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Professor Toby Green (King's College London) and Professor Bill Maurer (UC Irvine) will take part in an informal discussion of World Hegemony and Monetary Orders as part of the Currency and Empire Sawyer Seminar Series.

Toby Green, Professor of Precolonial and Lusophone African History and Culture

After studying Philosophy, Toby Green worked as a writer and editor, publishing various books that have been translated into 12 languages. He then studied for his PhD at the Centre of West African Studies at Birmingham University, working with Paulo de Moraes Farias and completing in 2007, before coming to King's in 2010. After holding fellowships from the British Academy and the Leverhulme Trust, in 2015 he was recipient of a British Academy Rising Star Engagement Award. He has also been PI of research projects funded by the AHRC, British Library, European Union, and the Leverhulme Trust, and was awarded a Philip Leverhulme Prize for History in 2017. He has organised events in collaboration with institutions in Angola, Brazil, Ghana, Guinea-Bissau, Mozambique, Sierra Leone, and The Gambia. His 2019 book A Fistful of Shells was awarded the British Academy’s Nayef Al-Rohdan Prize for Global Cultural Understanding. For full bio:

Bill Maurer, Professor, Anthropology; Law; and Criminology, Law and Society, Director of the Institute for Money, Technology & Financial Inclusion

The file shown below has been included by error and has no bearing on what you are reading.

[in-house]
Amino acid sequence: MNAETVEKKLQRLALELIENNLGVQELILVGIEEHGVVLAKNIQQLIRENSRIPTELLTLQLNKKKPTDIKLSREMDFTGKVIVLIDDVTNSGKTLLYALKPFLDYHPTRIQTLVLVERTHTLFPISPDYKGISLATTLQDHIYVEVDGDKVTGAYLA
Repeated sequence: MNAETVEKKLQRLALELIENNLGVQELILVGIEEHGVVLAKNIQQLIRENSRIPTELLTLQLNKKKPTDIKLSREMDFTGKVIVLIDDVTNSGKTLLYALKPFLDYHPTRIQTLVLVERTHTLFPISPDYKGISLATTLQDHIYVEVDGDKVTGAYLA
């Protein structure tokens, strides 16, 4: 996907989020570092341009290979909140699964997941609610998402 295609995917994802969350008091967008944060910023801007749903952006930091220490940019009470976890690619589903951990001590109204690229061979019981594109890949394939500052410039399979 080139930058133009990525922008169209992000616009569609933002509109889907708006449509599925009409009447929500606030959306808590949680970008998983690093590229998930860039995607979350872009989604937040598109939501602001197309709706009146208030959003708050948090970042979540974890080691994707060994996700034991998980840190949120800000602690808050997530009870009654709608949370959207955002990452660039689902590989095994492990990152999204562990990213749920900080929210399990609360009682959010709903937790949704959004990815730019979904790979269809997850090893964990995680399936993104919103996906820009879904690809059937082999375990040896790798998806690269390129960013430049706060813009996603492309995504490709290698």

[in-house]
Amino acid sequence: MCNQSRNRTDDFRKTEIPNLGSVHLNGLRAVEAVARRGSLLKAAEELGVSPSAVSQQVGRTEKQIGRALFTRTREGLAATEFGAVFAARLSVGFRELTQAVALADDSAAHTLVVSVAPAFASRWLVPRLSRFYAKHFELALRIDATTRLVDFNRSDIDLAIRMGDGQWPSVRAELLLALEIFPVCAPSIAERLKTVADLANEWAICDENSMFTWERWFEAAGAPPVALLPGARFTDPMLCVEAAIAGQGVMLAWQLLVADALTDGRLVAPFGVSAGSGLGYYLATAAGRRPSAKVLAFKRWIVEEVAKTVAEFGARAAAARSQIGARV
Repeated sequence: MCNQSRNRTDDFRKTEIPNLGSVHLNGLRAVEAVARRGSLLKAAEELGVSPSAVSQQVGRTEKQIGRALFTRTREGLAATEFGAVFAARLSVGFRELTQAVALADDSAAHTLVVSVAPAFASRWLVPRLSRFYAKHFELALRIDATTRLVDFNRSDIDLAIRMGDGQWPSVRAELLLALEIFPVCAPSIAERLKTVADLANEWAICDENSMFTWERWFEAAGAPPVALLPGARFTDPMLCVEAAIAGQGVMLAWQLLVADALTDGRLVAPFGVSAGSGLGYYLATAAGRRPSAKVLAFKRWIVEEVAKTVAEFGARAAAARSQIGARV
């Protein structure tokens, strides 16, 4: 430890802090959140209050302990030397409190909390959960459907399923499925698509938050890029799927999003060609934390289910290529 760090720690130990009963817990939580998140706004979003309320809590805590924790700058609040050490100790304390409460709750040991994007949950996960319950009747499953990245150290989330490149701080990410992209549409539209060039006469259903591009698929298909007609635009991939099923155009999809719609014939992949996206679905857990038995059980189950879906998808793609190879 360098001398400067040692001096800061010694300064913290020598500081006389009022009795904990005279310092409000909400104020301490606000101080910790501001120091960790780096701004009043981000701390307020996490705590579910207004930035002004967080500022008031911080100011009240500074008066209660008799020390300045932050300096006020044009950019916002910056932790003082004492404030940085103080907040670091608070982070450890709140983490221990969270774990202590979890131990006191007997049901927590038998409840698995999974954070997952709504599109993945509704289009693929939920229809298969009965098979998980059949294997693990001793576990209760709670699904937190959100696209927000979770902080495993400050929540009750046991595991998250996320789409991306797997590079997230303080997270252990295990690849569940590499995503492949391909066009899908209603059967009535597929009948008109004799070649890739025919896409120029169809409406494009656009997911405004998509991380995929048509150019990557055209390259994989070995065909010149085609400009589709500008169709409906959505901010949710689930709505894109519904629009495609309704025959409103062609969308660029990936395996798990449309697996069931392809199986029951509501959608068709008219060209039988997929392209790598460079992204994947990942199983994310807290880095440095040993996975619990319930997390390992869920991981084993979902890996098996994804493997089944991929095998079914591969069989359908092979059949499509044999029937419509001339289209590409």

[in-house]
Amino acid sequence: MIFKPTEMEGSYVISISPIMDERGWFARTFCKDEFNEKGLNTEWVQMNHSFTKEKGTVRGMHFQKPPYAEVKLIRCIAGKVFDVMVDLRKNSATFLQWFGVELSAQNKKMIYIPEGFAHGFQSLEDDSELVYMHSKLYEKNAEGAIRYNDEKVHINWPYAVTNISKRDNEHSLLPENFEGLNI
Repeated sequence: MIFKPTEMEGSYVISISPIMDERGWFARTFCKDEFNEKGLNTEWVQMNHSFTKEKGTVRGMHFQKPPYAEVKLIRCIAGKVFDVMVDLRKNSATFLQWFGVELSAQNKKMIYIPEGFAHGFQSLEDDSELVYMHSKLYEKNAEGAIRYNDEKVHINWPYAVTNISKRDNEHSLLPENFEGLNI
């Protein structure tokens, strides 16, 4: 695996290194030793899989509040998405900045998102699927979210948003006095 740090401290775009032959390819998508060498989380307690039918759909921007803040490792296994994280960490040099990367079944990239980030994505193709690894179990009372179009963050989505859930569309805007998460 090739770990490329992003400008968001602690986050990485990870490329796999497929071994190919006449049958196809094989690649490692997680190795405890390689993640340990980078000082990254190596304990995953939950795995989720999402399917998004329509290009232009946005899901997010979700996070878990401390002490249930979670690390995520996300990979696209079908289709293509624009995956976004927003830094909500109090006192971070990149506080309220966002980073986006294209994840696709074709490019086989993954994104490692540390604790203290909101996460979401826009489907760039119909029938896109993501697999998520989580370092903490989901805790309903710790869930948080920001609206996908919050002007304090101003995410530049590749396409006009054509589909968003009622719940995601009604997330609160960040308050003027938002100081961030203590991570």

Professor Maurer is a cultural anthropologist and sociolegal scholar. His most recent research looks at how professional communities (payments industry professionals, computer programmers and developers, legal consultants) conceptualize and build financial technology or “fintech,” and how consumers use and experience it. More broadly, his work explores the technological infrastructures and social relations of exchange and payment, from cowries to credit cards and cryptocurrencies. As an anthropologist, he is interested in the broad range of technologies people have used throughout history and across cultures to figure value and conduct transactions. He has particular expertise in alternative and experimental forms of money and finance, payment technologies, and their legal implications. He has published on topics ranging from offshore financial services to mobile phone-enabled money transfers, Islamic finance, alternative currencies, blockchain/distributed ledger systems, and the future of money. He is the Director of the Institute for Money, Technology and Financial Inclusion ( From 2008-2018, he coordinated research in over 40 countries on how new payment technologies impact people’s well being. Highlights from IMTFI’s research were published in Money at the Margins: Global Perspectives on Technology, Financial Inclusion, and Design (with Smoki Musaraj and Ivan Small). For full bio:

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